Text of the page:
There being no error in the proceedings leading to the arrest, the trial, or the verdict of the jury, the judgment and sentence pronounced by the trial court are affirmed, and this court appoints Friday, February 3, 1967, for the execution of the sentence pronounced by the court below.

    Affirmed by a divided court.

    Justice McINTYRE delivered the following opinion with Justice GRAY concurring therein.

    We think our colleagues are misconstruing the record in this case sufficiently to make a substantial variance in the ultimate decision reached. We also think some of the impact and intended guidelines for dealing with confessions, as set forth in recent decisions of the United States Supreme Court, are being side-stepped and evaded.

    Of course, we do not pretend to ignore or dispute the obvious and admitted guilt of the defendant, Richard Kirk. The manner of dealing with his confession and other errors in the trial, however, could have had an important bearing on the decision of the jury in finding for death in lieu of life imprisonment. The testimony of Kirk's accomplice, Shirley Brearley, must have played an important part in that decision.

    Mrs. Brearley and Kirk were jointly charged with first-degree murder. At the trial, the prosecuting attorney granted immunity to Mrs. Brearley and announced that nothing she said would be used against her. Very little reliance, if any, ought to be placed in the testimony of the accomplice under these circumstances. The court did instruct that the jury could not convict on her testimony alone, unless it was corroborated by other credible evidence. See State v. Vines, 49 Wyo. 212, 54 P.2d 826, 834-836.

    In many important respects the testimony of Mrs. Brearley was not corroborated except by the written confession of Kirk. Thus, it is apparent why the handling of this confession by the trial court was critical. It is not for our court to decide whether the confession was in fact true or not true, but it is our duty to say whether it was properly received.

    In 19 Wyo. L.J. 203 (1964), Professor John O. Rames of the University of Wyoming wrote a very enlightening article on the admissibility of confessions in Wyoming. He undertook to determine whether Wyoming has an approved procedure for the handling of confessions, and if so whether it is in keeping with recent pronouncements of the United States Supreme Court. We will not quote lengthy excerpts from Professor Rames, but we acknowledge a debt to him for much of our background and reasoning pertaining to the handling of confessions in Wyoming.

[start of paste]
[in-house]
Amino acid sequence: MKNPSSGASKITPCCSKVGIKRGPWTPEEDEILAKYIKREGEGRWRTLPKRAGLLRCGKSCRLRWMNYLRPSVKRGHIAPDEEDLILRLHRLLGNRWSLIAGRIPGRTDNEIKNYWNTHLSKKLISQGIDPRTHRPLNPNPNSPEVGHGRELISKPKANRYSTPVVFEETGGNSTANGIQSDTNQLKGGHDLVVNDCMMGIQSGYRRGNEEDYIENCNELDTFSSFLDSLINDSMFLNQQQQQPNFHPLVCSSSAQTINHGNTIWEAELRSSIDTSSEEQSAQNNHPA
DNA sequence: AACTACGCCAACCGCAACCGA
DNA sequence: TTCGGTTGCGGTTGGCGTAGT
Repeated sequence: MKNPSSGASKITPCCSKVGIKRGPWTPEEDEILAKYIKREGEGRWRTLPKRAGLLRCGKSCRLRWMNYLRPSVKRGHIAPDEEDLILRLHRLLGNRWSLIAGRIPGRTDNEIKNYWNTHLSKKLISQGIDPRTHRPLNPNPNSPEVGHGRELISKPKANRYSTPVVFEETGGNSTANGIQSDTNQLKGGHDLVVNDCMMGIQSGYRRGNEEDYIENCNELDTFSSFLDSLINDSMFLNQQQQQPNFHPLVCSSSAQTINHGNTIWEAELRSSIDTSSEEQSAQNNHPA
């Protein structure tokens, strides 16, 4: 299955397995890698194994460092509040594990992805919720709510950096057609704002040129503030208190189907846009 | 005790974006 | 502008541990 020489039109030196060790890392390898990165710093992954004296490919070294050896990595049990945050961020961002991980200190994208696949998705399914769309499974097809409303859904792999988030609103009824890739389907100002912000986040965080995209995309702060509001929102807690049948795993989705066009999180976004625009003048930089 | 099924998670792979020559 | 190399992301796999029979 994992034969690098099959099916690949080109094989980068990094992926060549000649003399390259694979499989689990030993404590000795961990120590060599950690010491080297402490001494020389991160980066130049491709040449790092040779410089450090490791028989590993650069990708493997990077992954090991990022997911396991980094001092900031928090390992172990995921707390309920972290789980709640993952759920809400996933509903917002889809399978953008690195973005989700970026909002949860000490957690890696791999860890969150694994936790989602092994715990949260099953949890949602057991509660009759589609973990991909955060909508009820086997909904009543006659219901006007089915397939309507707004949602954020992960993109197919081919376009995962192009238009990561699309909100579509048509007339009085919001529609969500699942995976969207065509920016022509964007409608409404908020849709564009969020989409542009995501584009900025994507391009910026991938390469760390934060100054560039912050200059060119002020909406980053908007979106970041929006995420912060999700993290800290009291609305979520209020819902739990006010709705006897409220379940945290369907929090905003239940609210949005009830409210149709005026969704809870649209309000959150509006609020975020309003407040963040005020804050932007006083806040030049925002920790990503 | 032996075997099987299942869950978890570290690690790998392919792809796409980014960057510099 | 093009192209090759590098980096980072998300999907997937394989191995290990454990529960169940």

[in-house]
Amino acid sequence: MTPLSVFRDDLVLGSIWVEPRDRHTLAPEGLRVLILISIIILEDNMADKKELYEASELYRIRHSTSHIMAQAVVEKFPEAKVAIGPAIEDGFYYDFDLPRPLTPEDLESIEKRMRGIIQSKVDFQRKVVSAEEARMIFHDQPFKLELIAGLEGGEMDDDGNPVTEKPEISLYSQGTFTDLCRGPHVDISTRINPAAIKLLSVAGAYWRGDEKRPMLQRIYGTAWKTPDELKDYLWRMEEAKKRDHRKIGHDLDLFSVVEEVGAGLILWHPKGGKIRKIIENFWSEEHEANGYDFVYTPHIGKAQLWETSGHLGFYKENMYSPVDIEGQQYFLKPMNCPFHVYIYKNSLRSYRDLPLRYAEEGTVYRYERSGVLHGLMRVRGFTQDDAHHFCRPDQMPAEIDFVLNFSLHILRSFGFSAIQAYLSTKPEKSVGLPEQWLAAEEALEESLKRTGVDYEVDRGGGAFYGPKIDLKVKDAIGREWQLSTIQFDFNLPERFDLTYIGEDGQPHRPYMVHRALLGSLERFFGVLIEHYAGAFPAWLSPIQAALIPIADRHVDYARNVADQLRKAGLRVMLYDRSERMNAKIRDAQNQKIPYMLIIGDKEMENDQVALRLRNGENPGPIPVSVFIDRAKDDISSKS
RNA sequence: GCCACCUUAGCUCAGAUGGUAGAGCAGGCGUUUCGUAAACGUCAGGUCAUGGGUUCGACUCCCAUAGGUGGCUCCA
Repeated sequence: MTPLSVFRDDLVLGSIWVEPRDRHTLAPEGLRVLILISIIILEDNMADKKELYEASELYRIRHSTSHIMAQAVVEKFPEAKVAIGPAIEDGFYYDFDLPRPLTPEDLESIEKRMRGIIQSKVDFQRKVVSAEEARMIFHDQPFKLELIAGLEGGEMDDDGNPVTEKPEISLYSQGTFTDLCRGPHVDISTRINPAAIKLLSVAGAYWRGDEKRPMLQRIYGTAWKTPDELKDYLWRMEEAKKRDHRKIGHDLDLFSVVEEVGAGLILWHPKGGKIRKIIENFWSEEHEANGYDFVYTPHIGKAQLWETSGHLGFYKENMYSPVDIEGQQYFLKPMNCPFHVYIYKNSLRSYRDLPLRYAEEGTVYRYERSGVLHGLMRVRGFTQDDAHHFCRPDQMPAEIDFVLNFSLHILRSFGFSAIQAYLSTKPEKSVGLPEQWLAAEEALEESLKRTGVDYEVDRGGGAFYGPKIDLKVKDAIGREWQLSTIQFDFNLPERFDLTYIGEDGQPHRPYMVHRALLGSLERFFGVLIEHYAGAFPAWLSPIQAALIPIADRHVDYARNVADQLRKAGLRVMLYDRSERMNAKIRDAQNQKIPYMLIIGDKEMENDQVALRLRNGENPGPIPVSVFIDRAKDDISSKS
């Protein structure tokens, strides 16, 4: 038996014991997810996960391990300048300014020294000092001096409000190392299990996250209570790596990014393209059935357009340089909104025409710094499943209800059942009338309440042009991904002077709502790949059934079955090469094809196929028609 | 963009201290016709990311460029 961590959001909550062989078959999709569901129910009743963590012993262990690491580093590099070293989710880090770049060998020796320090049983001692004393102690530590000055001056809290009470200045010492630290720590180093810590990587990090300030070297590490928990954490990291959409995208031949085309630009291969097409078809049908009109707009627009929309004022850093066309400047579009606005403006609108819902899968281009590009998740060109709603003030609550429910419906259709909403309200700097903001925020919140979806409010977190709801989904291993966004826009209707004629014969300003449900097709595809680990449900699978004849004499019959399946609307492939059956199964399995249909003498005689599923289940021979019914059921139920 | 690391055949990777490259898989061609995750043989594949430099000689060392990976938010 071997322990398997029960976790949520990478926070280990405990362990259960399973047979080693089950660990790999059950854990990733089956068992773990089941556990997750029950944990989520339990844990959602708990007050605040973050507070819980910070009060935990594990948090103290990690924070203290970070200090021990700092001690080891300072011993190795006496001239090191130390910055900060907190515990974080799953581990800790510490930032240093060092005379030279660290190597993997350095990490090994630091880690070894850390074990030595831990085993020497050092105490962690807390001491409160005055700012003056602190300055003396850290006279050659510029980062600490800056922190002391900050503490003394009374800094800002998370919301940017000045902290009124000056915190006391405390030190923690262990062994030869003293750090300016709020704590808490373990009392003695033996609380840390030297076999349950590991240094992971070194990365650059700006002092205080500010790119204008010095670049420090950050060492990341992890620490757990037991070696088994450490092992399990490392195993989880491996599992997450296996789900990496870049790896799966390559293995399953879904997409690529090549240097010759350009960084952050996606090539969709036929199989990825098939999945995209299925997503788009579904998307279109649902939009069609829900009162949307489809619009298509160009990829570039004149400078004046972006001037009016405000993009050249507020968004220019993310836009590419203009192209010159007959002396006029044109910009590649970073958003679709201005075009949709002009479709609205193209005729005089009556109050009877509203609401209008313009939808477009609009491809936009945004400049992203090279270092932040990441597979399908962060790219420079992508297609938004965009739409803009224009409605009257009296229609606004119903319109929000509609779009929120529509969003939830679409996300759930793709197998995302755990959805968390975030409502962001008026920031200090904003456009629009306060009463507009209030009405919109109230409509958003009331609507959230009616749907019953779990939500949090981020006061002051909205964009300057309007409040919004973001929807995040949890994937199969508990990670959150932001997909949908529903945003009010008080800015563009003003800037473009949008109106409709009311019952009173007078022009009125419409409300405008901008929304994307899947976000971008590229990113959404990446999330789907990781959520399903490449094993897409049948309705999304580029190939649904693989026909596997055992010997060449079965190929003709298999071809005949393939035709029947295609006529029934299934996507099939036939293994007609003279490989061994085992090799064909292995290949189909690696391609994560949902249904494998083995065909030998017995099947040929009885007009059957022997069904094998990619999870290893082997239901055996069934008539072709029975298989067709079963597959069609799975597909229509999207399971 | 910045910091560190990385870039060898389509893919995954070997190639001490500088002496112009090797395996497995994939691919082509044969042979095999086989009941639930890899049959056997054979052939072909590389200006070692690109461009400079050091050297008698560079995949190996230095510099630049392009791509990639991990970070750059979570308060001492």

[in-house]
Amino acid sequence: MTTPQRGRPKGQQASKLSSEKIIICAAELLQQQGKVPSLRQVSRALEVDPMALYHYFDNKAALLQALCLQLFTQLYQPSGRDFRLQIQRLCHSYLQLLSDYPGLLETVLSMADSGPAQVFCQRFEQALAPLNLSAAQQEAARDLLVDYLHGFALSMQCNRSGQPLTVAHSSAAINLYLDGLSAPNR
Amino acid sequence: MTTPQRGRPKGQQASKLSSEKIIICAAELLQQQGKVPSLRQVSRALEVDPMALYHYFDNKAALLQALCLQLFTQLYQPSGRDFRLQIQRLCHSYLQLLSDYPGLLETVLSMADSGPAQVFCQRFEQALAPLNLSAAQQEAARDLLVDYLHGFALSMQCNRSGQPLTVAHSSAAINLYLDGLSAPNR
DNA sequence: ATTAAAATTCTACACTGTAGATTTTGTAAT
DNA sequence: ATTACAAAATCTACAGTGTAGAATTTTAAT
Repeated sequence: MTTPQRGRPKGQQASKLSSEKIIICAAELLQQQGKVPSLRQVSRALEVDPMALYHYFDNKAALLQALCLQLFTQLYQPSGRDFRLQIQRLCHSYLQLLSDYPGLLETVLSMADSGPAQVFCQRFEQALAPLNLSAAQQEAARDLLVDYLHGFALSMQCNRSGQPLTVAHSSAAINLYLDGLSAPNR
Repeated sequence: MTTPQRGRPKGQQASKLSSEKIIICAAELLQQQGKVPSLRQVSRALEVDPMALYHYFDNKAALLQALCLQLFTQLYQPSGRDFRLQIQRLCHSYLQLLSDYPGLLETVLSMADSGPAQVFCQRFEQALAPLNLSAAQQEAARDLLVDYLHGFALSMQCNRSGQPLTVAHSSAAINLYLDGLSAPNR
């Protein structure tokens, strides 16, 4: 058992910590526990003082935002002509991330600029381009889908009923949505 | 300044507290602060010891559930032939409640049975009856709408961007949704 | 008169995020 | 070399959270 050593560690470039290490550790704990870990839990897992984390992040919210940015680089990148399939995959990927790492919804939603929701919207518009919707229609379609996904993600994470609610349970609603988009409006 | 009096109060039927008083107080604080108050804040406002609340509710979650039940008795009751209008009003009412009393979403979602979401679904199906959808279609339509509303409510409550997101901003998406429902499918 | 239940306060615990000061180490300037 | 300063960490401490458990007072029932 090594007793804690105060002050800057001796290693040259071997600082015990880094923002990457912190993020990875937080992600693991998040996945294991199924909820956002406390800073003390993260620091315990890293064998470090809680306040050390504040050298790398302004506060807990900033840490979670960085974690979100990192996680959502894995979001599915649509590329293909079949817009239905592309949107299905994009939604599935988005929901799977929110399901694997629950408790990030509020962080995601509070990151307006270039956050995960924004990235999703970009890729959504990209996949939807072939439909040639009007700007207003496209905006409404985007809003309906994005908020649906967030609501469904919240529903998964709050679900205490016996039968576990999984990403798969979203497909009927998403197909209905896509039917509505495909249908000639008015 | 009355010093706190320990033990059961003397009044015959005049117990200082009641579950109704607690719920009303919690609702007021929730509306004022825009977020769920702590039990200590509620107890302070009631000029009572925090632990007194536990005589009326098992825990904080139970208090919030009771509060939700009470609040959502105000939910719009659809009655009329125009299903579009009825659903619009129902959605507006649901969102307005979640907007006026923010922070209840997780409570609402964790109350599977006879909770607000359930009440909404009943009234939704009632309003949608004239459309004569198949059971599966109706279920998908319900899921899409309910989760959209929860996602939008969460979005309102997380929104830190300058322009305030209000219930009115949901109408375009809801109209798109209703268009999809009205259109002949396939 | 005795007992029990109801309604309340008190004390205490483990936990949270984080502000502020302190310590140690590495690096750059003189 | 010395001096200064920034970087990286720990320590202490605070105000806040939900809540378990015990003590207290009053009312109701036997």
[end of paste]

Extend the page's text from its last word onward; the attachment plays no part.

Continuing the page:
Probably the only case in which our procedure for handling confessions is described in some detail is Clay v. State, 15 Wyo. 42, 86 P. 17, 19, rehearing denied 86 P. 544. In that case reference is made to a "preliminary examination" for the purpose of determining whether the incriminating statements should go to the jury. The court then said if it "clearly appears" the statements were not voluntary, they should be excluded. However, if it appears such statements were voluntary, or the "evidence is conflicting" as to whether they were in fact voluntary, then, in either event, such statements should go to the jury.

    *496 We cannot say how many trial courts have followed the procedure sanctioned in the 1906 opinion in Clay nor how many have not. However, the record in Kirk's trial makes it clear the presiding judge in his case did follow such procedure. During the course of the preliminary examination relative to the admissibility of the confession, when defense counsel was examining the officer who had taken Kirk's confession, the trial judge interrupted and stated: "You know you are going to have to go through all this again." Counsel was apparently familiar with the practice of that court and replied, "I know that, Sir." The judge then added, "Before the jury and in the presence of the defendant." After which he explained: "The only purpose at this time is whether or not the showing is sufficient to permit it to be heard before the jury."

    With two more questions thereafter, defense counsel concluded his cross-examination of the officer. Without giving an opportunity for further witnesses the court ruled: "I think there is sufficient showing so the matter may be presented to the jury." Thus, the preliminary examination was concluded and the matter of the confession was presented to the jury, with the following instruction from the court:

    "An alleged written confession purporting to have been made and signed by the defendant has been introduced in evidence before you. You are instructed that unless you believe from the evidence beyond a reasonable doubt, that the defendant made the same and that he made it freely, voluntarily and without compulsion, persuasion or promises, and was not induced by duress, threats, coercion, fear, or through any improper influence, you will then reject the same and not consider it for any purpose whatsoever."